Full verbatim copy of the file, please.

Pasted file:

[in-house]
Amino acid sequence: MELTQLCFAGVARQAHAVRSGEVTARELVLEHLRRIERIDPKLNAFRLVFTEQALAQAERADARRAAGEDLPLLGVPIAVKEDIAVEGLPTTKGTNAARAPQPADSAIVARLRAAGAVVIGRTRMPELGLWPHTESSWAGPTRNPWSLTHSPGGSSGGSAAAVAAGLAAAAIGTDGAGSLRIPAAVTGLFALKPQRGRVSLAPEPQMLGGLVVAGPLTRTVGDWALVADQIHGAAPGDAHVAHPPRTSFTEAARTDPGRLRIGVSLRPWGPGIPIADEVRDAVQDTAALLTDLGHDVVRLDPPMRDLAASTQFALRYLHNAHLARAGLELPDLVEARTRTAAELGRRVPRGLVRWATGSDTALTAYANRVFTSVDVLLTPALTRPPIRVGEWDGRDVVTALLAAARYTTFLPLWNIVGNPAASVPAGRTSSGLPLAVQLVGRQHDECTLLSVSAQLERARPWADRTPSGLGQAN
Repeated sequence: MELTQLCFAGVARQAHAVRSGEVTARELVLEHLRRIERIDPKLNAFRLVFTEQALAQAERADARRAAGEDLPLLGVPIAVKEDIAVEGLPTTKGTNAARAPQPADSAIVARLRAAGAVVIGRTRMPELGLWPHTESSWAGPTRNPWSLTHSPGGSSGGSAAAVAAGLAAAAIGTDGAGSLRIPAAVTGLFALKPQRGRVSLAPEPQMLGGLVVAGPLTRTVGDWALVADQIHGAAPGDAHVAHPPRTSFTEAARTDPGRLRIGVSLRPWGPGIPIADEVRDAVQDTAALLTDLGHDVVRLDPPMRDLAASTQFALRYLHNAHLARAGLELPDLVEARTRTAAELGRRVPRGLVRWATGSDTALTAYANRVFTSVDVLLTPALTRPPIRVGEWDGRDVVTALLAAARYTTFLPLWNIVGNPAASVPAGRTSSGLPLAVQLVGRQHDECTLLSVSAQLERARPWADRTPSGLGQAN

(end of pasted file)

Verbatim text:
[in-house]
Amino acid sequence: MELTQLCFAGVARQAHAVRSGEVTARELVLEHLRRIERIDPKLNAFRLVFTEQALAQAERADARRAAGEDLPLLGVPIAVKEDIAVEGLPTTKGTNAARAPQPADSAIVARLRAAGAVVIGRTRMPELGLWPHTESSWAGPTRNPWSLTHSPGGSSGGSAAAVAAGLAAAAIGTDGAGSLRIPAAVTGLFALKPQRGRVSLAPEPQMLGGLVVAGPLTRTVGDWALVADQIHGAAPGDAHVAHPPRTSFTEAARTDPGRLRIGVSLRPWGPGIPIADEVRDAVQDTAALLTDLGHDVVRLDPPMRDLAASTQFALRYLHNAHLARAGLELPDLVEARTRTAAELGRRVPRGLVRWATGSDTALTAYANRVFTSVDVLLTPALTRPPIRVGEWDGRDVVTALLAAARYTTFLPLWNIVGNPAASVPAGRTSSGLPLAVQLVGRQHDECTLLSVSAQLERARPWADRTPSGLGQAN
Repeated sequence: MELTQLCFAGVARQAHAVRSGEVTARELVLEHLRRIERIDPKLNAFRLVFTEQALAQAERADARRAAGEDLPLLGVPIAVKEDIAVEGLPTTKGTNAARAPQPADSAIVARLRAAGAVVIGRTRMPELGLWPHTESSWAGPTRNPWSLTHSPGGSSGGSAAAVAAGLAAAAIGTDGAGSLRIPAAVTGLFALKPQRGRVSLAPEPQMLGGLVVAGPLTRTVGDWALVADQIHGAAPGDAHVAHPPRTSFTEAARTDPGRLRIGVSLRPWGPGIPIADEVRDAVQDTAALLTDLGHDVVRLDPPMRDLAASTQFALRYLHNAHLARAGLELPDLVEARTRTAAELGRRVPRGLVRWATGSDTALTAYANRVFTSVDVLLTPALTRPPIRVGEWDGRDVVTALLAAARYTTFLPLWNIVGNPAASVPAGRTSSGLPLAVQLVGRQHDECTLLSVSAQLERARPWADRTPSGLGQAN